Joanna's latest collection of photogram screen prints are intricate botanical studies manipulated and redrawn to depict more than just their form. Each flower portrait seeks to subtly characterise human emotion, exploring how we express ourselves and in turn inviting the audience to do the same. Every piece will be read differently, depending on the viewer’s individual context and sensibility.
Joanna draws inspiration from many sources. She’s long been fascinated by the psychology behind the giving of flowers. Typically, it marks an occasion in life, be it joyful or sombre, and the act itself has become symbolic. It’s a culturally-accepted expression of shared, frequently unspoken feeling, and this became a starting point for many of the prints in this collection.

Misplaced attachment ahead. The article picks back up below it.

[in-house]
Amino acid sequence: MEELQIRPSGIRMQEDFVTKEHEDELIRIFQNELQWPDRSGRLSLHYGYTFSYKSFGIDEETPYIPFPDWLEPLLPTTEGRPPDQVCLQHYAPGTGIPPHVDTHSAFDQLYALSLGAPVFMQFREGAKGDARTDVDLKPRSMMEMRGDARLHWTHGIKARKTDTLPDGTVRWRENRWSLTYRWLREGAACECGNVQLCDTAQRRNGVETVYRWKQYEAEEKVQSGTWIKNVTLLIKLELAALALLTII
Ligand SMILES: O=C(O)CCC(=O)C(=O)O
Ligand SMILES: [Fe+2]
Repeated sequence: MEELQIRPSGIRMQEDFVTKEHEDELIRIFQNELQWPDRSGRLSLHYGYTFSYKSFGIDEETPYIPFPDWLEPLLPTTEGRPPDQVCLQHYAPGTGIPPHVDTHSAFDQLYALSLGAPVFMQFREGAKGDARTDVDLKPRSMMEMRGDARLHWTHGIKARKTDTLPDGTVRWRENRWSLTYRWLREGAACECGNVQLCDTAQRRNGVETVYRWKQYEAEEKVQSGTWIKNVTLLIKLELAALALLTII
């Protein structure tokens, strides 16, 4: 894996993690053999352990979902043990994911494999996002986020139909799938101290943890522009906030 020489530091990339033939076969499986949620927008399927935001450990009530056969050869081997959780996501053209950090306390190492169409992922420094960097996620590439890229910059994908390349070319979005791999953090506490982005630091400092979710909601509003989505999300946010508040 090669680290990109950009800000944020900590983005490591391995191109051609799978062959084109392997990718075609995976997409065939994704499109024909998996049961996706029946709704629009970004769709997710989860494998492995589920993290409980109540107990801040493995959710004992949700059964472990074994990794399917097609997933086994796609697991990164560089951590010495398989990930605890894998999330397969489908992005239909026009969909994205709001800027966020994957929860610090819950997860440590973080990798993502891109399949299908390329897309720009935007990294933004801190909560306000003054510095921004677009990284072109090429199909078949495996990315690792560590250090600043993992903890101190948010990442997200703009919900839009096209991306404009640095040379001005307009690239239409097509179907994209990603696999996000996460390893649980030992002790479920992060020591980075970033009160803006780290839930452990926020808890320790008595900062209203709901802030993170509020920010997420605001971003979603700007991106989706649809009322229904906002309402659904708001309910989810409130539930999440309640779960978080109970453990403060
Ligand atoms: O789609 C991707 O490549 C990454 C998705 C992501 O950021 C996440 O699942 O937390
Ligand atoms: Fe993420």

There’s also a visual nod to the Dutch still-life movement, which interrogated and blurred the lines between scientific accuracy, beauty, and the supernatural. Subjects were placed on a pedestal and often bathed in light, separating them from reality and creating a sense of fantasy. Adopting a fresh take on this aesthetic, in her latest work Joanna seeks to reinforce the authenticity of these imagined scenarios. Although highly unlikely in the most literal sense, they are still completely believable.
Process is key for her and she enjoys mixing both traditional and contemporary techniques, always through a monochrome lens. She photograms hundreds of flowers to find one that unlocks an idea, and then sets to work redrawing, editing and digitally manipulating to create an entirely new form. Once complete, the image is transferred to silk screen and the final print is pulled by hand.